The Jewish Converts of Antiquity

In his 2003 article “Conversion to Judaism in Classical Antiquity,” published in Hebrew Union College Annual, the classicist Louis Feldman analyzed the striking increase in the number of Jews between 586 BCE and the 1st century CE. He concluded that this was likely due to widespread, voluntary conversion to Judaism. In searching for clues as to the reasons behind this apparent trend, Pinchas Landis examines the legends of famous converts from antiquity, in both the Talmud and historical sources.

At the beginning of the first Jewish-Roman War in 66 CE, Nero Claudius Caesar Augustus Germanicus, known simply as Nero, was the emperor of Rome. It was he who sent Vespasian to put down the Jewish Revolt—the same Vespasian who, together with his son Titus, eventually conquered the country and destroyed the Second Temple.

Roman history records that, in 68 CE, a rebellion was mounted against Nero in Rome. He was declared a public enemy and sentenced to death by the Roman Senate in absentia. When Nero learned of his fate, he committed suicide.

Jewish [sources] tell a different story. The Talmud teaches that Nero came to Jerusalem during the war. In an attempt to see if fate would be on his side, he shot arrows in all four directions. All landed facing Jerusalem. In an attempt to explore further, he asked a Jewish child what verse in the Jewish Bible he was learning. The child responded by quoting the book of Ezekiel: “And I will lay My vengeance upon Edom by the hand of My people Israel.” [In talmudic literature, Edom is taken a stand-in for Rome.]

Nero concluded that “The Holy One, Blessed be He, wishes to destroy his Temple, and to wipe His hands with that man (referring to himself).” Nero then fled, and was so inspired by the pseudo-prophecy that he received that he converted to Judaism. The great Rabbi Meir, upon whose teaching much of the Mishnah is based, is said to be descended from him.

Create a free account to continue reading

Welcome to Mosaic

Create a free account to continue reading and you'll get two months of unlimited access to the best in Jewish thought, culture, and politics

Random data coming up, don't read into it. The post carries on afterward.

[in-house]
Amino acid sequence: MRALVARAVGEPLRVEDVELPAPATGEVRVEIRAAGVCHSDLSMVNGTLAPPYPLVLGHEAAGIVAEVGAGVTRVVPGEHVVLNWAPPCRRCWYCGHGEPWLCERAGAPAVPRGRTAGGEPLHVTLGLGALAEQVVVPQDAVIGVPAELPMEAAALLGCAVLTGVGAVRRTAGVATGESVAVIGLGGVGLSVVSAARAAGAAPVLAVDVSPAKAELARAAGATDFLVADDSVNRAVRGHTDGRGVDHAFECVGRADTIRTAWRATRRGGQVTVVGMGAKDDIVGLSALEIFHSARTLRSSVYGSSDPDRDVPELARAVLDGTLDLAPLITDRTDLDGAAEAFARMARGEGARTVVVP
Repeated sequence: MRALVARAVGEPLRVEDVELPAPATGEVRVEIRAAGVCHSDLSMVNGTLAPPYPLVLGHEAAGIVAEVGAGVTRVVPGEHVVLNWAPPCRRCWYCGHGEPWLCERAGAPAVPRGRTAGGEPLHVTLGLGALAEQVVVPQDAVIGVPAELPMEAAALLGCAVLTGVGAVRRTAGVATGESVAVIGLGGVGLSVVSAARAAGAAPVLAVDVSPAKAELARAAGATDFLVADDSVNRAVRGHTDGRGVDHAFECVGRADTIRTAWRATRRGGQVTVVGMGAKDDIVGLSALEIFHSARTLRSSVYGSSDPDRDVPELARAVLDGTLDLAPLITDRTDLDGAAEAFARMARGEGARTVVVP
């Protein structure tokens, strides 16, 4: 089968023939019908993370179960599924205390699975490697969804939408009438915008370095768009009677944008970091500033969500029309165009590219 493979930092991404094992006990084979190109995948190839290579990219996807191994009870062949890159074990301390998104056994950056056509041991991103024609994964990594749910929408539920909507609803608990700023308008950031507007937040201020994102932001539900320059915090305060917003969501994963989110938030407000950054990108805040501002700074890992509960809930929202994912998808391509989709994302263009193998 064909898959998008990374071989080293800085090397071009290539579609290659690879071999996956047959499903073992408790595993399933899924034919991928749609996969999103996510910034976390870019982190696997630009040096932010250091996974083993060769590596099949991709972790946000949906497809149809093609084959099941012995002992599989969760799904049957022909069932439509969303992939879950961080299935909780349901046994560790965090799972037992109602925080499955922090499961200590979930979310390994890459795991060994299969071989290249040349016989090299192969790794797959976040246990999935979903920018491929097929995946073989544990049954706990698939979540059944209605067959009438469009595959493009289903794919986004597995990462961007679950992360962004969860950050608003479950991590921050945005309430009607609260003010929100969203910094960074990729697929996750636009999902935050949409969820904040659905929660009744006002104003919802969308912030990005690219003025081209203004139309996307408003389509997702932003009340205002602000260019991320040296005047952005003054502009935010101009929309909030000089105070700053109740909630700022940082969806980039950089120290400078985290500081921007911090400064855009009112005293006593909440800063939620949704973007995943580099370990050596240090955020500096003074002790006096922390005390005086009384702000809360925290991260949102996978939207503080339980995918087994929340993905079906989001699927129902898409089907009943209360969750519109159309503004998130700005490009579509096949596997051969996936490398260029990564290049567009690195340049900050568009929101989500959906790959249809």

Register

Create a free account to continue reading

Welcome to Mosaic

Create a free account to continue reading and you'll get two months of unlimited access to the best in Jewish thought, culture, and politics

Register

Read more at Aish.com

More about: ancient Judaism, Ancient Rome, Conversion

The Attempted Murder of Salman Rushdie Should Render the New Iran Deal Dead in the Water

Aug. 15 2022

On Friday, the Indian-born, Anglo-American novelist Salman Rushdie was repeatedly stabbed and severely wounded while giving a public lecture in western New York. Reports have since emerged—although as yet unverified—that the would-be assassin had been in contact with agents of Iran, whose supreme leaders have repeatedly called on Muslims to murder Rushdie. Meanwhile U.S. and European diplomats are trying to restore the 2015 nuclear agreement with Tehran. Stephen Daisley comments:

Salman Rushdie’s would-be assassin might have been a lone wolf. He might have had no contact with military or intelligence figures. He might never even have set foot in Tehran. But be in no doubt: he acted, in effect, as an agent of the Islamic Republic of Iran. Under the terms of the fatwa issued by Ayatollah Khomeini in February 1989, Rushdie “and all those involved in [his novel The Satanic Verses’s] publication who were aware of its content, are sentenced to death.” Khomeini urged “brave Muslims to kill them quickly wherever they find them so that no one ever again would dare to insult the sanctities of Muslims,” adding: “anyone killed while trying to execute Rushdie would, God willing, be a martyr.”

An American citizen has been the victim of an attempted assassination on American soil by, it appears, another American after decades of the Iranian supreme leader agitating for his murder. No country that is serious about its national security, to say nothing of its national self-worth, can pretend this is some everyday stabbing with no broader political implications.

Those implications relate not only to the attack on Rushdie. . . . In July, a man armed with an AK-47 was arrested outside the Brooklyn home of Masih Alinejad, an Iranian dissident who was also the intended target of an abduction plot last year orchestrated by an Iranian intelligence agent. The cumulative weight of these outrages should render the new Iran deal dead in the water.

Create a free account to continue reading

Welcome to Mosaic

Create a free account to continue reading and you'll get two months of unlimited access to the best in Jewish thought, culture, and politics

Register

Create a free account to continue reading

Welcome to Mosaic

Create a free account to continue reading and you'll get two months of unlimited access to the best in Jewish thought, culture, and politics

Register

Read more at Spectator

More about: Freedom of Speech, Iran, U.S. Foreign policy